Most people believe in principle in expanding opportunity and affordability. This holds true for people we’ve talked to who live in Seattle’s neighborhoods of mostly single-detached housing. For example, respondents in our focus groups said they want to live in welcoming, affordable, and diverse communities, where people of all incomes can afford to live close to friends, family, transit, jobs, schools, and parks.
But sometimes in practice, especially when local zoning changes are proposed, these ideals erode, trumped by fears that multi-family homes will dramatically change a neighborhood. If left to the imagination, multi-family housing can become exaggerated, sounding big, unfamiliar, and even scary.
Showing what missing middle homes look like helps tame exaggerated fears.
Show Middle Homes—Don’t Just Tell
The homes our cities need most—low-rise apartments and other modest, attached homes like duplexes and fourplexes—don’t look scary when you actually see examples of them. They are familiar facades in many of our neighborhoods already. Remember, middle homes aren’t newfangled. Older middle home options exist in many Cascadian neighborhoods where current zoning means they are no longer allowed.
Showing photos puts a friendly face on the kinds of homes we’re talking about, going a long way toward normalizing a range of housing types.
We know from our own Sightline focus group research that simply naming the types of homes gentle infill upzoning would invite—triplexes, duplexes, small apartment buildings, and basement or backyard cottages—assuages fears. People could picture homes like these in their communities and they understood them to be inherently more affordable and renter-friendly. Seeing “missing middle” homes takes this a step further. Plus, images help counteract concerns about open space, trees, parking, and neighborhood “character.”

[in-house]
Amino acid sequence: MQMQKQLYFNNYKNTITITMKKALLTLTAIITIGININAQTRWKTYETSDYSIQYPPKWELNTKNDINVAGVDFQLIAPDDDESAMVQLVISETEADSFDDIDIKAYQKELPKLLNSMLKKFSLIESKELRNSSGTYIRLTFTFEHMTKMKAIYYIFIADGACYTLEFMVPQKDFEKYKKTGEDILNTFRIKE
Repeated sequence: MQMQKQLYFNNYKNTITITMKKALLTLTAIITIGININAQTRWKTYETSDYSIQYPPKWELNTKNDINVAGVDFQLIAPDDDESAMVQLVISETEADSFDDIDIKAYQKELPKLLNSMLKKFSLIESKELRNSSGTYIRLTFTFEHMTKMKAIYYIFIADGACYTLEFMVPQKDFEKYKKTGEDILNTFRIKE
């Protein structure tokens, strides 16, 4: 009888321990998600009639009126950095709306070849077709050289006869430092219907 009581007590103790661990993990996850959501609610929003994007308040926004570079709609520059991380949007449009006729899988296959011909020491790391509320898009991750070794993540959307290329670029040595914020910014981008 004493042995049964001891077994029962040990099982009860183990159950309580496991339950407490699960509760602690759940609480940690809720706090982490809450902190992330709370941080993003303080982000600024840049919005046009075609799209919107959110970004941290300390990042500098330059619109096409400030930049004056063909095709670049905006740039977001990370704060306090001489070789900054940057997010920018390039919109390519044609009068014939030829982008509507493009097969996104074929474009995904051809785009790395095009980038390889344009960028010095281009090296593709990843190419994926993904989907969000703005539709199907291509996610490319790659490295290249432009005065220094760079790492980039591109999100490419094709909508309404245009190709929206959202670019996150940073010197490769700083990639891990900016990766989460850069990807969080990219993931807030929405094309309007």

Check Out Our Free, Open-Source Photo Bank of Missing Middle Homes
Researching and writing about affordability solutions over the years, we know photos of multi-family housing aren’t always easy to find. So, we created a missing middle homes photo library of our own!
Take a spin! We invite our colleagues and policy partners—as well as activists and journalists—to post, publish, share, tweet, and otherwise employ these images however they like.
Click through our growing collection of duplex photos:
Share and tag missing middle photos on Sightline’s Twitter, Instagram, and Facebook pages, using these hashtags: #MissingMiddle and #SightlineHousing. (We also like #GentleDensity, or the cheeky #LegalizeIt.)
Here are tips on snapping photos to put missing middle homes in their best light:
NOTE: The photos in our library don’t necessarily adhere to all these best practices! This collection is a work in progress. We’ll be adding photos as we have them. And we hope you’ll send us your photos to share as well! Email firstname.lastname@example.org with feedback and images to submit.